There were similar developments in many other continental European universities, and at least until reforms in the early 21st century many European countries (. Belgium, Spain, and the Scandinavian countries) had in all faculties triple degree structures of bachelor (or candidate) − licentiate − doctor as opposed to bachelor − master − doctor; the meaning of the different degrees varied a lot from country to country however. To this day this is also still the case for the pontifical degrees in theology and canon law: for instance, in Sacred theology the degrees are Bachelor of Sacred Theology (STB), Licentiate of Sacred Theology (STL), and Doctor of Sacred Theology (STD), and in Canon law : Bachelor of Canon Law (JCB), Licentiate of Canon Law (JCL), and Doctor of Canon Law (JCD).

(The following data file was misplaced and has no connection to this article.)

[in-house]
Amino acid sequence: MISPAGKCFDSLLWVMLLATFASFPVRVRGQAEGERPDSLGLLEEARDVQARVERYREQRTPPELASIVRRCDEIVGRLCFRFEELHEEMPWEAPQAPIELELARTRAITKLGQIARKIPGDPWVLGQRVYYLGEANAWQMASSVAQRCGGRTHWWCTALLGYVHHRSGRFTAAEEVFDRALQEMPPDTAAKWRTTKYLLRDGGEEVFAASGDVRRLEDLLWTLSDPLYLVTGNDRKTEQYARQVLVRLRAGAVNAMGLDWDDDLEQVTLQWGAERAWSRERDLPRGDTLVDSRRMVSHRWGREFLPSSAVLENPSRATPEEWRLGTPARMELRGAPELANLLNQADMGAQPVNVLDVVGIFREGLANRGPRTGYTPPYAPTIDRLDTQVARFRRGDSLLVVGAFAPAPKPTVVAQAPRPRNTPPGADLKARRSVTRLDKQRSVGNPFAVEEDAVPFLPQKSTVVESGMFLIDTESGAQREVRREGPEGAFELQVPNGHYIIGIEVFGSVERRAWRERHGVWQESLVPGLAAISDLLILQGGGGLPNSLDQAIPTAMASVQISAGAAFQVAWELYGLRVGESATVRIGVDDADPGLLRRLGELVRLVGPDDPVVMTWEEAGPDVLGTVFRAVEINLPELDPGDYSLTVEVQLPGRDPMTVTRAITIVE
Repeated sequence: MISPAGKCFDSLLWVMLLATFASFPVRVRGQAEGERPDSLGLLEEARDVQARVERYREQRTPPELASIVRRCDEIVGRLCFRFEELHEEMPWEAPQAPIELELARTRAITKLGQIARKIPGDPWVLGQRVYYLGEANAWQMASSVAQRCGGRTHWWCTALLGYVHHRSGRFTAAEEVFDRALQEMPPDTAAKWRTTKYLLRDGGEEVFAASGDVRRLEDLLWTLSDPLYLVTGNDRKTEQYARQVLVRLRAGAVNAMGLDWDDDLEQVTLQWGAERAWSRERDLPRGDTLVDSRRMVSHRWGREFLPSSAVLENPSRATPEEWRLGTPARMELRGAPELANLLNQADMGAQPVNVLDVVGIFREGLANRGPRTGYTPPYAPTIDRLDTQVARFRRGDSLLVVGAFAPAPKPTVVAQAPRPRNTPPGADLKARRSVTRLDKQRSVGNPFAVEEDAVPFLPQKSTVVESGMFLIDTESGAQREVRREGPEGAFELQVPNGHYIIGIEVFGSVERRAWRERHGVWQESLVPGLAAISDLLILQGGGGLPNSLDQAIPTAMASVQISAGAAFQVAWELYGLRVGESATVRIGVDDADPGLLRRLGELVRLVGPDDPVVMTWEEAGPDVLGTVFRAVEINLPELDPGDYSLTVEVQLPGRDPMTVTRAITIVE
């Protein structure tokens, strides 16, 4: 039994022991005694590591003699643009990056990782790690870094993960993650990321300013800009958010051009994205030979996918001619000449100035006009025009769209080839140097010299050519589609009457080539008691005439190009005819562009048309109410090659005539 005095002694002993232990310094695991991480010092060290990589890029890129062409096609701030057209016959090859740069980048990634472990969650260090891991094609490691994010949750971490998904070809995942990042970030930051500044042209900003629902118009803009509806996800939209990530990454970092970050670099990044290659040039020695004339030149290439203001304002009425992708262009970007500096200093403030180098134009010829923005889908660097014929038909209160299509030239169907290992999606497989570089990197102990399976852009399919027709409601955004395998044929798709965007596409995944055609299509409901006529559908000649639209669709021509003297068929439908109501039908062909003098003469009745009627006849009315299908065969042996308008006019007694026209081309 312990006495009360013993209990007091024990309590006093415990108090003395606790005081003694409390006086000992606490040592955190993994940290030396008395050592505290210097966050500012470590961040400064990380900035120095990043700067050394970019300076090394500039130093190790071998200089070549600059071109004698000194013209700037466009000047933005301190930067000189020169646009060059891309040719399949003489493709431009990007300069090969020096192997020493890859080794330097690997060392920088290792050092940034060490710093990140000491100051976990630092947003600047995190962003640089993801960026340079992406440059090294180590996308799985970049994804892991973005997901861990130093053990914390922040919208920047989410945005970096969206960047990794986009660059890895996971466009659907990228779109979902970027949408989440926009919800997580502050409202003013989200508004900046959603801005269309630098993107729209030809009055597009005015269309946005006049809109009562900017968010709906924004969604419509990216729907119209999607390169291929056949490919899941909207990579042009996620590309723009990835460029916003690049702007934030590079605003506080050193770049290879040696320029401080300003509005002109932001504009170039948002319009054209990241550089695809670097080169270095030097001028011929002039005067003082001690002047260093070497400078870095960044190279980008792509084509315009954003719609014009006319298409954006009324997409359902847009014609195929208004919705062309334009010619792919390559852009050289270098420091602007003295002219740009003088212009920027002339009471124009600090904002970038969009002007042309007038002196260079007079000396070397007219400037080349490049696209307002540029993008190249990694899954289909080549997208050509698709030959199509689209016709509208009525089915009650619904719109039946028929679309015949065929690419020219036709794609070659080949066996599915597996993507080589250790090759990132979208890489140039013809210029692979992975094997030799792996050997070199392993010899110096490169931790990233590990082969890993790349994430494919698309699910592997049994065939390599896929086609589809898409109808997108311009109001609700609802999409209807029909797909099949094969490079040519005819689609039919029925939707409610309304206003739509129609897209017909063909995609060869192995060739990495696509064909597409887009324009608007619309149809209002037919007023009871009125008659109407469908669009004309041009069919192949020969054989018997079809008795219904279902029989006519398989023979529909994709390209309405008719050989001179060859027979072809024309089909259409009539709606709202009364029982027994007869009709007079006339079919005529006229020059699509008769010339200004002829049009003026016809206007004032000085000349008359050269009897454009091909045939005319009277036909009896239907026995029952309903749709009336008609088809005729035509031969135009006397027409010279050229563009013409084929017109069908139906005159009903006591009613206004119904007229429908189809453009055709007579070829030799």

Licentiate degrees vary widely in their meaning, and in a few countries are doctoral level qualifications. Sweden awards the licentiate degree as a two-year qualification at doctoral level and the doctoral degree (PhD) as a four-year qualification.  Sweden originally abolished the Licentiate in 1969 but reintroduced it in response to demands from business.  Finland also has a two-year doctoral level licentiate degree, similar to Sweden's.  Outside of Scandinavia, the licentiate is normally a lower level qualification. In Belgium, the licentiate was the basic university degree prior to the Bologna Process and was approximately equivalent to a bachelor's degree,   while in France and other countries it is the bachelor's-level qualification in the Bologna process.  In the Pontifical system, the Licentiate in Sacred Theology (STL) is equivalent to an advanced master's degree, or the post-master's coursework required in preparation for a doctorate (. similar in level to the Swedish/Finnish licentiate degree), while other licences (such as the Licence in Canon Law) are at the level of master's degrees.